Qualcomm Life Partners with Integron to Bolster Growth
Integron’s partnership with QualComm Life dates back to 2010. At that point in time, Qualcomm Life was launching its 2net solution which consists of one or more 2net Hubs that collect data wirelessly from various medical sensors and transmit that data to the Qualcomm Cloud. The Cloud subsequently delivers the data to the customer’s telehealth solution. Qualcomm Life was looking for an integration and deployment partner that would be able to provide the comprehensive Qualcomm 2net Hub and service solution. They needed a partner that could integrate medical peripherals, create kits, pair sensors with 2net Hubs, and deploy and recover kits to their end destination. Qualcomm Life was looking for a little magic and they found it in a partnership with Integron. Like setting up email on your smartphone today, Integron brought simplicity to a complex service solution.
Trends in Telehealth and Connected Devices
Lubel believes the demand for consumer healthcare and consumer advocacy for maintaining healthcare around chronic disease will increase. He said, “Let’s say you have an elderly parent who is diabetic, and you want a tool set because you don’t live in the same city as your elderly parent. But you want to be able to monitor how your parent is managing their diabetes, and whether they are maintaining proper blood sugar levels.” There is a significant portion of the population that wants this type of monitoring capability, and it must be simple to use from the perspective of both the person with the disease and the person ultimately monitoring the results. Lubel also sees other aspects of the market starting to develop. “The original customer base of medical device OEMs is now expanding to insurance payers. Integron is looking at implementing technology that could potentially reduce costs by more effectively monitoring chronic disease states. This could prevent unexpected medical costs to insurance companies by proactively monitoring diseases like congestive heart failure, diabetes and COPD (chronic obstructive pulmonary disease).”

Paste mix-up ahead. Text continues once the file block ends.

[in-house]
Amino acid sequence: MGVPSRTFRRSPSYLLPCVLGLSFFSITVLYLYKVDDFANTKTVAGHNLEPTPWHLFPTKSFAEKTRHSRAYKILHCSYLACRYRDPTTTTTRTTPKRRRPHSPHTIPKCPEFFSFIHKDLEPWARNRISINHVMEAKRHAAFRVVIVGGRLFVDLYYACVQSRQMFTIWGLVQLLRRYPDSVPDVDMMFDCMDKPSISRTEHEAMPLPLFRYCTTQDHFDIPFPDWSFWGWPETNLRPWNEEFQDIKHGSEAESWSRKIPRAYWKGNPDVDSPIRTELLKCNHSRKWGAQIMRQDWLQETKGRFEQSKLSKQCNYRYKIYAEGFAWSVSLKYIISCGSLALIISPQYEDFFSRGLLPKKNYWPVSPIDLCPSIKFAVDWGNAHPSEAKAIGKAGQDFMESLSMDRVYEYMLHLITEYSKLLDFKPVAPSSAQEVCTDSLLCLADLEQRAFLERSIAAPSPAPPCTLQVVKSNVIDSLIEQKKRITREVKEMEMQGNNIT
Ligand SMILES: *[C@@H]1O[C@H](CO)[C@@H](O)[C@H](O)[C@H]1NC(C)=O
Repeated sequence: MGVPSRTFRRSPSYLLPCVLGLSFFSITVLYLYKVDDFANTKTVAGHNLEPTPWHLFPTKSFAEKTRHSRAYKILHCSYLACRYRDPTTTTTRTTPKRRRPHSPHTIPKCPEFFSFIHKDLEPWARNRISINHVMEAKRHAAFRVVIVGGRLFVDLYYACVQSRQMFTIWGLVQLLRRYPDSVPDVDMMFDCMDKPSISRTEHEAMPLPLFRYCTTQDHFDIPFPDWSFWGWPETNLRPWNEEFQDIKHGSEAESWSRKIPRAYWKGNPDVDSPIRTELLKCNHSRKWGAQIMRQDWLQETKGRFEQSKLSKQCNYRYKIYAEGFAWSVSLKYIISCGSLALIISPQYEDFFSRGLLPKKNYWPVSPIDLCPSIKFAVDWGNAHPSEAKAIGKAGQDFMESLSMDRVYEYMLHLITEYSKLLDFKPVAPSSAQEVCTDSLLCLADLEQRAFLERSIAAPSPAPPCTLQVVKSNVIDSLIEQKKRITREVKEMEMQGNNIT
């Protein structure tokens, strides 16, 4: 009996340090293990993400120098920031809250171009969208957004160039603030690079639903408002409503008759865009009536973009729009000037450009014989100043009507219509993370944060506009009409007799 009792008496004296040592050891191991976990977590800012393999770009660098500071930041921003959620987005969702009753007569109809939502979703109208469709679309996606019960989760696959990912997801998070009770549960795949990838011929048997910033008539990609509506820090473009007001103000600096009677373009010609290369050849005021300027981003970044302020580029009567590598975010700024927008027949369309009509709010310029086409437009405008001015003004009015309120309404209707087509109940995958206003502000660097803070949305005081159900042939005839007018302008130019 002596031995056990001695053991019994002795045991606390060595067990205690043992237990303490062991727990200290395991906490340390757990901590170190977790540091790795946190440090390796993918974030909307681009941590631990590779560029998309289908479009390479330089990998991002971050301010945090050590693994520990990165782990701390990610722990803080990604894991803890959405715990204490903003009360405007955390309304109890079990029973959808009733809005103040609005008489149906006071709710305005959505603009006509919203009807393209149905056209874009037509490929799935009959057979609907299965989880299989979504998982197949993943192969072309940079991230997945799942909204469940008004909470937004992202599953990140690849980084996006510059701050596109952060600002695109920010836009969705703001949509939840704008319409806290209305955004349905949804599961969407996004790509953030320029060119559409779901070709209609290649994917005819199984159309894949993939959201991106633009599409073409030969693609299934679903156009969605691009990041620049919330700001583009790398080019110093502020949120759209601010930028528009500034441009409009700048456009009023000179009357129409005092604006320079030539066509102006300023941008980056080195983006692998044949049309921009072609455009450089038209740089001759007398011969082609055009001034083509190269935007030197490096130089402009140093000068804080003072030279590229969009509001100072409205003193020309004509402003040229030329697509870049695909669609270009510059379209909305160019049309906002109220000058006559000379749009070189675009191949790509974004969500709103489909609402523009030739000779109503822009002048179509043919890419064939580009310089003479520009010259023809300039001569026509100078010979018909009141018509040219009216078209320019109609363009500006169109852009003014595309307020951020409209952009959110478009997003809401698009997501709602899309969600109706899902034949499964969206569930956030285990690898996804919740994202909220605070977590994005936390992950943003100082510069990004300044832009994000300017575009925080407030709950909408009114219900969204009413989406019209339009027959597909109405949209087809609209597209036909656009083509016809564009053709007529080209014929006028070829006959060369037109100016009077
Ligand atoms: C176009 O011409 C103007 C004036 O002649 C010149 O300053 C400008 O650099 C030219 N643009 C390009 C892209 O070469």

Lubel also sees opportunity in clinical drug trials. “Pharmaceutical companies have essentially always outsourced the management of their clinical trials to a Clinical Research Organization (CRO). A CRO is the type of organization that would likely value a solution that could provide sourcing, kitting, the deployment of those kits, the management and recovery of those kits, along with connectivity of any devices used in subject monitoring. So, if a CRO is going to deploy a drug trial in numerous countries, they don’t want to have to build that ecosystem and bring the vendors together that can support it. The logistics around connectivity management and deployment simply isn’t part of their core business. They want to know that somebody has already done that and can make it all work from a logistics, systems, and regulatory perspective.”